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Journal of Comparative Physiology A

, Volume 204, Issue 9–10, pp 849–858 | Cite as

Effects of photoperiod, temperature and aging on adult diapause termination and post-diapause development in female Asian comma butterflies, Polygonia c-aureum Linnaeus (Lepidoptera: Nymphalidae)

  • Satoshi Hiroyoshi
  • Gadi V. P. Reddy
  • Jun Mitsuhashi
Original Paper

Abstract

Polygonia c-aureum females exhibit photoperiodically induced imaginal diapause, characterized by cessation of ovarian development. Females grown at a short daylength (SD) entered imaginal diapause, whereas those grown at a long daylength (LD) produced eggs rapidly after adult emergence at 21 °C. The termination of diapause was influenced by daylength: diapause ended faster at LD than SD. Complete termination of diapause took 30 days in unchilled females reared under LD at 21 °C. On the other hand, prompt, synchronized and strong diapause termination occurred at post-chilling periods. Photoperiods at post-chilling periods affected ovarian development, when the length of pre-chilling periods or the length of chilling periods was shorter, suggesting that these treatments were not enough to complete diapause development. Ovarian development proceeded earlier in chilled and subsequent warmed females than unchilled females. Wing damage was remarkable at post-chilling periods when females were reared under an adequate length of pre-chilling and chilling periods, especially comparing with females under pre-overwintering conditions without chilling, indicating that post-diapause reproductive development was weak in unchilled females. Thus, exposure to low temperatures is necessary for a strong diapause termination in this butterfly.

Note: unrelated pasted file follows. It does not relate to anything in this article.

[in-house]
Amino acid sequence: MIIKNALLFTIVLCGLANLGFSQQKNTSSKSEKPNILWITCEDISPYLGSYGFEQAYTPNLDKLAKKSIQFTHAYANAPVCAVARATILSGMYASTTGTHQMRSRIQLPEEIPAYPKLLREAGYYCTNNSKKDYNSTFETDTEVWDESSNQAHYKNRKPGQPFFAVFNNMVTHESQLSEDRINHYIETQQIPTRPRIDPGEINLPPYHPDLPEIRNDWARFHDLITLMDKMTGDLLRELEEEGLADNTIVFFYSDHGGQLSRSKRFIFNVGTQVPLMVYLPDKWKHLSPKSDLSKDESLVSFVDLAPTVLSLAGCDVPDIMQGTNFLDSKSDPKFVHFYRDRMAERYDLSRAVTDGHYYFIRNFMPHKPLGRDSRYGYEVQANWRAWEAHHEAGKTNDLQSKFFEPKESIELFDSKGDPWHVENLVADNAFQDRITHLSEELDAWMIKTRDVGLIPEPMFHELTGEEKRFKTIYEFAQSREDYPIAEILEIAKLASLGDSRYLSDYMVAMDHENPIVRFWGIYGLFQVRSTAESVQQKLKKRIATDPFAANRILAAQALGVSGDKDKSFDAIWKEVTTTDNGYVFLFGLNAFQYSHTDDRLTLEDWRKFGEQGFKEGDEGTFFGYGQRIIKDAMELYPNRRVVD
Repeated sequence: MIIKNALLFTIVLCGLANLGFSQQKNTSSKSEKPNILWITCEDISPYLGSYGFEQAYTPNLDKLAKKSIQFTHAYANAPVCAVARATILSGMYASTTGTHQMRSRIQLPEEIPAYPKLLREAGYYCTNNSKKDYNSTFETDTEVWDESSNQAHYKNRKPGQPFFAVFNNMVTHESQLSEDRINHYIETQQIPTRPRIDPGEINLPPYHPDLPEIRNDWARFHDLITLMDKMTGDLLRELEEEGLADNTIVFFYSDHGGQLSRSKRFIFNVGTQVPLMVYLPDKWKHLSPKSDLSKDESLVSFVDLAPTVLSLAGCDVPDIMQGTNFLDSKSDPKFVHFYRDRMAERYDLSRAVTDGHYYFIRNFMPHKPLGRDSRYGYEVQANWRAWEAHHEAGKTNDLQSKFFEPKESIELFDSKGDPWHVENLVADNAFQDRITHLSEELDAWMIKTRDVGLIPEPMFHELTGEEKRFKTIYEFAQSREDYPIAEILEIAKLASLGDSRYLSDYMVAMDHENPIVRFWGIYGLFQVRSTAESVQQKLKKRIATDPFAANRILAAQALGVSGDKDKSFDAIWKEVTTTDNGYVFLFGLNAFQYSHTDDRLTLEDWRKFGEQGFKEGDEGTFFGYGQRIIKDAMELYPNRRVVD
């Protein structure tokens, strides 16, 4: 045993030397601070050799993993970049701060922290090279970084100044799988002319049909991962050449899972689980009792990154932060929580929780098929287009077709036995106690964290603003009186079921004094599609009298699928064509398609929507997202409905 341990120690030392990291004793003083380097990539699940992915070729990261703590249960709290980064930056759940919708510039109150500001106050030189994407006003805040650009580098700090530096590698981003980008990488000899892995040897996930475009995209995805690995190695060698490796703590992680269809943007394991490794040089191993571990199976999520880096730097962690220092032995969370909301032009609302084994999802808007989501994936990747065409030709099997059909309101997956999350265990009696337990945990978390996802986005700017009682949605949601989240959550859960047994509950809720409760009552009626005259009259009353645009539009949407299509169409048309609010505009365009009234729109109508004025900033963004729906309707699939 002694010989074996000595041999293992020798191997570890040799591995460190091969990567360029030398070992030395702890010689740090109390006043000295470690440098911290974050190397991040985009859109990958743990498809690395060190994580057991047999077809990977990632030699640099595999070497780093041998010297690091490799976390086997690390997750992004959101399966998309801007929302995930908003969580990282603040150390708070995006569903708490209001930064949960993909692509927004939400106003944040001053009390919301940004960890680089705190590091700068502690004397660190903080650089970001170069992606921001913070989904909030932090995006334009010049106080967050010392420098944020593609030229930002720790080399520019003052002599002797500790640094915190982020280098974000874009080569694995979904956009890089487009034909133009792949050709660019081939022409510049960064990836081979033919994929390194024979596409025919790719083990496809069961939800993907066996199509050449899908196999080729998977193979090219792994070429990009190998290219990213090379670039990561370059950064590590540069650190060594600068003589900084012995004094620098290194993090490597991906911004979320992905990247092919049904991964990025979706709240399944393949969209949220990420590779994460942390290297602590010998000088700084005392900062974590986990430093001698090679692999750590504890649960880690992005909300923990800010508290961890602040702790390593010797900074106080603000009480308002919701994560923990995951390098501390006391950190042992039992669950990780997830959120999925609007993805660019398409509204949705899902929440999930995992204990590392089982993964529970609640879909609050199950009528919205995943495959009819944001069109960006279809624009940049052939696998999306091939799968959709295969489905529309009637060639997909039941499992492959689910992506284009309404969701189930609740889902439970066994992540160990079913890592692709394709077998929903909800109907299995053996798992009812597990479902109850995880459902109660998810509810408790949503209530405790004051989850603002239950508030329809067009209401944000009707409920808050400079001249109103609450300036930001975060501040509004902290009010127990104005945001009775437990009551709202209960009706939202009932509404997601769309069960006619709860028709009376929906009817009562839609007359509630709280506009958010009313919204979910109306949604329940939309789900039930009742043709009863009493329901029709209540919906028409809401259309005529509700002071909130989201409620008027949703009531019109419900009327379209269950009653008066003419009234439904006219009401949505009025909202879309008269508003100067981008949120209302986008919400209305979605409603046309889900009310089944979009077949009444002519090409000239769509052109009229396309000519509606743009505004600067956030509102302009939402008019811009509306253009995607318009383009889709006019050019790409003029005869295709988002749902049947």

Keywords

Chilling Lepidoptera Ovary Reproduction Wing damage 

Notes

Acknowledgements

We thank for Dr. S. Tanaka of the National Institute of Agrobiological Sciences (NIAS) for critical reading of the manuscript. Thanks are also due to Dr. S. Moriya, Dr. K. Tateishi and Mr. K. Takashino for their help.

Compliance with ethical standards

Human and animal rights

All applicable international, national, and/or institutional guidelines for the care and use of animals were followed. All procedures performed in studies involving animal were in accordance with the ethical standards of the institution or practice at which the studies were conducted.

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Copyright information

© Springer-Verlag GmbH Germany, part of Springer Nature 2018

Authors and Affiliations

  1. 1.Laboratory of Applied Entomology, Faculty of AgricultureTokyo University of Agriculture and TechnologyFuchuJapan
  2. 2.KawagoeJapan
  3. 3.Department of Research Centers, Western Triangle Agricultural Research CenterMontana State UniversityConradUSA
  4. 4.BunkyoukuJapan

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